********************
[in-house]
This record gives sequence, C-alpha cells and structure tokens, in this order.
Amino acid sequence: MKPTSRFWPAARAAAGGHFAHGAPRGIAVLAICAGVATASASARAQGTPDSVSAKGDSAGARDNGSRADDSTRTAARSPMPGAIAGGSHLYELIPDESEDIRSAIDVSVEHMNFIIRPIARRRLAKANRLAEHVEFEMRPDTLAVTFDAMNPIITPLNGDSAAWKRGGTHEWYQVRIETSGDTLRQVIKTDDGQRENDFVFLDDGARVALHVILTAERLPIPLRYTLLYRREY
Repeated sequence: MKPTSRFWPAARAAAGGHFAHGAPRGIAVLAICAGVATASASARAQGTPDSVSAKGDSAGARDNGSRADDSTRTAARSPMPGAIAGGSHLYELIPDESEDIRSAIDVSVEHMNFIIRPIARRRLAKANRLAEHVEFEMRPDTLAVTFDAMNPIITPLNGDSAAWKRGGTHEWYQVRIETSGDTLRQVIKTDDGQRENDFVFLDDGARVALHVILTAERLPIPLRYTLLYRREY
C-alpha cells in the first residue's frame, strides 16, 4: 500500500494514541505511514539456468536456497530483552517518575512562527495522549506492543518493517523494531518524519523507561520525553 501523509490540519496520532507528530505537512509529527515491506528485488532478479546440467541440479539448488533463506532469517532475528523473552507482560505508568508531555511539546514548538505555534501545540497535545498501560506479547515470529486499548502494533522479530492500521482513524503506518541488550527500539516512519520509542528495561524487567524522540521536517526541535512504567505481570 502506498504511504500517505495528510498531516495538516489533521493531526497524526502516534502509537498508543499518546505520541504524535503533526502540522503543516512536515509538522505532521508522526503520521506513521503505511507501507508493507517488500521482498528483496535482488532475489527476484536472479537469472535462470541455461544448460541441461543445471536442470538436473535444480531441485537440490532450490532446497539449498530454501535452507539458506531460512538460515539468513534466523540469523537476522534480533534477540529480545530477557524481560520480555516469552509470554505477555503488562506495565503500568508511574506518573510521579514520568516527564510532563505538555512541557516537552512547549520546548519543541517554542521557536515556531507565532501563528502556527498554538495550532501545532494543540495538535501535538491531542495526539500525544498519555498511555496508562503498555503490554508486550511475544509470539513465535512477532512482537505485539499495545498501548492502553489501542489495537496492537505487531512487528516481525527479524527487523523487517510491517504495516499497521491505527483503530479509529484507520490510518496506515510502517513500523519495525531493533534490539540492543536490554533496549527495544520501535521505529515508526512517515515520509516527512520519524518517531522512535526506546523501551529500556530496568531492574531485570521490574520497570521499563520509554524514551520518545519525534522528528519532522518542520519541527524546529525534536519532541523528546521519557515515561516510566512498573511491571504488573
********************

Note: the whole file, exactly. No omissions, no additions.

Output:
[in-house]
This record gives sequence, C-alpha cells and structure tokens, in this order.
Amino acid sequence: MKPTSRFWPAARAAAGGHFAHGAPRGIAVLAICAGVATASASARAQGTPDSVSAKGDSAGARDNGSRADDSTRTAARSPMPGAIAGGSHLYELIPDESEDIRSAIDVSVEHMNFIIRPIARRRLAKANRLAEHVEFEMRPDTLAVTFDAMNPIITPLNGDSAAWKRGGTHEWYQVRIETSGDTLRQVIKTDDGQRENDFVFLDDGARVALHVILTAERLPIPLRYTLLYRREY
Repeated sequence: MKPTSRFWPAARAAAGGHFAHGAPRGIAVLAICAGVATASASARAQGTPDSVSAKGDSAGARDNGSRADDSTRTAARSPMPGAIAGGSHLYELIPDESEDIRSAIDVSVEHMNFIIRPIARRRLAKANRLAEHVEFEMRPDTLAVTFDAMNPIITPLNGDSAAWKRGGTHEWYQVRIETSGDTLRQVIKTDDGQRENDFVFLDDGARVALHVILTAERLPIPLRYTLLYRREY
C-alpha cells in the first residue's frame, strides 16, 4: 500500500494514541505511514539456468536456497530483552517518575512562527495522549506492543518493517523494531518524519523507561520525553 501523509490540519496520532507528530505537512509529527515491506528485488532478479546440467541440479539448488533463506532469517532475528523473552507482560505508568508531555511539546514548538505555534501545540497535545498501560506479547515470529486499548502494533522479530492500521482513524503506518541488550527500539516512519520509542528495561524487567524522540521536517526541535512504567505481570 502506498504511504500517505495528510498531516495538516489533521493531526497524526502516534502509537498508543499518546505520541504524535503533526502540522503543516512536515509538522505532521508522526503520521506513521503505511507501507508493507517488500521482498528483496535482488532475489527476484536472479537469472535462470541455461544448460541441461543445471536442470538436473535444480531441485537440490532450490532446497539449498530454501535452507539458506531460512538460515539468513534466523540469523537476522534480533534477540529480545530477557524481560520480555516469552509470554505477555503488562506495565503500568508511574506518573510521579514520568516527564510532563505538555512541557516537552512547549520546548519543541517554542521557536515556531507565532501563528502556527498554538495550532501545532494543540495538535501535538491531542495526539500525544498519555498511555496508562503498555503490554508486550511475544509470539513465535512477532512482537505485539499495545498501548492502553489501542489495537496492537505487531512487528516481525527479524527487523523487517510491517504495516499497521491505527483503530479509529484507520490510518496506515510502517513500523519495525531493533534490539540492543536490554533496549527495544520501535521505529515508526512517515515520509516527512520519524518517531522512535526506546523501551529500556530496568531492574531485570521490574520497570521499563520509554524514551520518545519525534522528528519532522518542520519541527524546529525534536519532541523528546521519557515515561516510566512498573511491571504488573